Alaska Native Asks for Help to Fight Oil

Monday, February 16, 2015
Hanover — Environmental activist and Alaska native David Solomon held a talk at the St. Thomas Episcopal Church after services Sunday, telling congregants of Gwich’in native life in northern Alaska and urging them to contribute to conservation efforts for the region, which oil companies are lobbying to open for drilling.

Of special interest to Solomon is the Arctic National Wildlife Refuge, the 19-million-acre northeast corner of Alaska that President Obama last month recommended for designation as a “wilderness,” the highest level of federal protection. Though it sets aside some 12 million acres of the refuge, Obama’s proposal doesn’t cover some sections of the coastal plain where energy interests hope to drill. Solomon and others who live near the refuge are seeking to expand the protections, while oil companies and Alaska’s representatives in Congress are decrying the measure, which they say is a financial misstep.

On Sunday, Solomon opened his talk with a brief introduction and a song in the Gwich’in language. The congregation listened appreciatively to the unfamiliar words as he repeated a few Gwich’in phrases, strumming along on a guitar. Then, as he switched to English, their faces lit up.

“Hallelujah, amen,” Solomon sang, translating. The audience laughed, clapped and sang along.

Regarding the efforts of oil interests to open the area for extraction, Solomon appeared confident that his side — the opposing one — would succeed. It wasn’t a matter of “if or when” they drill, he said; rather, “They’re not going to. We’re going to fight it until the end.” Time and again he reached to a map of Alaska that highlighted the Arctic Refuge, holding it up before the audience to illustrate his points. In the refuge, millions of birds and more than 100,000 caribou are estimated to rear their young each year.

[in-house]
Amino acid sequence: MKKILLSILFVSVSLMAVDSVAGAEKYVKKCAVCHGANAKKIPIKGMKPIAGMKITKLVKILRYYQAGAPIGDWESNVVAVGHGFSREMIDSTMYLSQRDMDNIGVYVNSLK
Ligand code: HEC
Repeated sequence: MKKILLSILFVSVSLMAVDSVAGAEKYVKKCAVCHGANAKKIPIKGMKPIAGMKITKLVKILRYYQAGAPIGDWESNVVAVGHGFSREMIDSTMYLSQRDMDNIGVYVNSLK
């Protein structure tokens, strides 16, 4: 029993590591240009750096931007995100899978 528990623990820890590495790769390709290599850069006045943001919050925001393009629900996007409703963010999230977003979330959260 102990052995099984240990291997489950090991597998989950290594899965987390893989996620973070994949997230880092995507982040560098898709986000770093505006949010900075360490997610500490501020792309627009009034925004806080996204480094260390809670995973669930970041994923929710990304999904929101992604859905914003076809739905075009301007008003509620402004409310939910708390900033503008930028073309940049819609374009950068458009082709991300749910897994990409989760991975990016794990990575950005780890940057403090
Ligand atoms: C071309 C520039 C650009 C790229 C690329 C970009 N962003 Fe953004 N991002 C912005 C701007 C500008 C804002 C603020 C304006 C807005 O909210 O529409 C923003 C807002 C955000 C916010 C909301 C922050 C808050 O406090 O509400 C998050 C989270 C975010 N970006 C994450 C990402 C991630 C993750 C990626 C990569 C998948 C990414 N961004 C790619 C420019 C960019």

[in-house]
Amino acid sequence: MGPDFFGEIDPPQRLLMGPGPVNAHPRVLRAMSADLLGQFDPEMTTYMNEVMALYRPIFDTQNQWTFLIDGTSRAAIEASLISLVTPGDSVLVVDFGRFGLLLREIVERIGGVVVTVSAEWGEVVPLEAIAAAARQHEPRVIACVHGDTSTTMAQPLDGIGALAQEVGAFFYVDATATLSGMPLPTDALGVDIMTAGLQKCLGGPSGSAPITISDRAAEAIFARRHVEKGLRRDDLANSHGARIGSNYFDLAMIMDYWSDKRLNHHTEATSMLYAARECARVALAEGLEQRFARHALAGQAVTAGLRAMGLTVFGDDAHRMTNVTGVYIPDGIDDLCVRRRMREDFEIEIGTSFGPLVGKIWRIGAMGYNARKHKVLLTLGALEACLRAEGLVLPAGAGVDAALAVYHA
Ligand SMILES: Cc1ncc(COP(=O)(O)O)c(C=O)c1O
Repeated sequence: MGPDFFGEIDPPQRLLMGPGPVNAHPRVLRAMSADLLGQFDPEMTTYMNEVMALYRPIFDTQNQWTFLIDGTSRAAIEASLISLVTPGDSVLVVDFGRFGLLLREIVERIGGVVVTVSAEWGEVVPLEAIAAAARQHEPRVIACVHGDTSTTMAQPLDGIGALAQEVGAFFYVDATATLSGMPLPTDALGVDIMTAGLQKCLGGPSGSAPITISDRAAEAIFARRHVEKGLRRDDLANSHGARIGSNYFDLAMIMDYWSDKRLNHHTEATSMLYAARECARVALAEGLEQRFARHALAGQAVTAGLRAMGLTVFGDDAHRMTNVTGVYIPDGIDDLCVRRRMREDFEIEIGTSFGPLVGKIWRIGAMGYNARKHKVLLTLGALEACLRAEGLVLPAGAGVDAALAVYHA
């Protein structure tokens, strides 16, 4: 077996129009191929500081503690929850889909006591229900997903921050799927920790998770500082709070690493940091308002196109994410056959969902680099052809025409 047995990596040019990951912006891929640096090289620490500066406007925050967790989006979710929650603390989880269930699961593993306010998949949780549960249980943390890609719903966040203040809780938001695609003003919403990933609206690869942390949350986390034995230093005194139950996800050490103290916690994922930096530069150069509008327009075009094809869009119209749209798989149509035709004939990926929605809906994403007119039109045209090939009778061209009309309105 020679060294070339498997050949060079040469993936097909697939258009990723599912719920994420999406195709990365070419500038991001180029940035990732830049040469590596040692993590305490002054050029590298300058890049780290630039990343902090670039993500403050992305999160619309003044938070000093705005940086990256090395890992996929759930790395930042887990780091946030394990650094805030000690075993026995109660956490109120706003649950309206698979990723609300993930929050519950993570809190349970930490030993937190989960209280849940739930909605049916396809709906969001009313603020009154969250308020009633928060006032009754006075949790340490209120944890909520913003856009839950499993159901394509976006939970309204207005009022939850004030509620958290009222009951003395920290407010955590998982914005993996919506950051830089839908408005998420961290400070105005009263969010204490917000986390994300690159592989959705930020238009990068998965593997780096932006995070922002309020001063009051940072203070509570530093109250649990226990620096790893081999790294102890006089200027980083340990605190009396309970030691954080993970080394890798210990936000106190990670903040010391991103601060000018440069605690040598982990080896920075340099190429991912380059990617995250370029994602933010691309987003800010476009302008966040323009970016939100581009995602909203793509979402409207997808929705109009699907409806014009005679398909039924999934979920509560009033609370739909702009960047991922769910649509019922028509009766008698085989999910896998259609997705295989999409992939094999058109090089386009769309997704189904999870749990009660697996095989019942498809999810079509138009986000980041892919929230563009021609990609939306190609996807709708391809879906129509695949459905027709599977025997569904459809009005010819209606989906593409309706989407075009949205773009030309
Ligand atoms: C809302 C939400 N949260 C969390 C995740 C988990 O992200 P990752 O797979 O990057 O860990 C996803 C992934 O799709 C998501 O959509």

To further illustrate his position on conservation, Solomon explained his ancestors’ frugal way of life. On the table in front of him was a great array of items made from animals his people hunted: leathers, bones, skins and furs, made into boots, belts, vests, necklaces, straps, holsters, shoulder bags, blankets and moccasins.

The Gwich’in people use every last bit of a kill, he said, and take only what they need for themselves and their families — a far cry from the consumer culture reigning in the rest of America.

Solomon is on a 10-day visit to Burlington and the Upper Valley, where, besides the church, he has visited classes and dinners for native students at Dartmouth College, according to John Demos, who helped organize the trip for the Alaska Wilderness League.

The 58-year-old Solomon is here on behalf of the Gwich’in Steering Committee, a protectionist organization of which both his father and uncle have been members.

In his Sunday talk, he described the origins of the committee, founded in 1988 in response to proposals to drill for oil on the coastal plain, which the Gwich’in call “The Sacred Place Where Life Begins.” The committee and the oil companies are still duking it out over the region, estimated to contain billions of barrels of oil.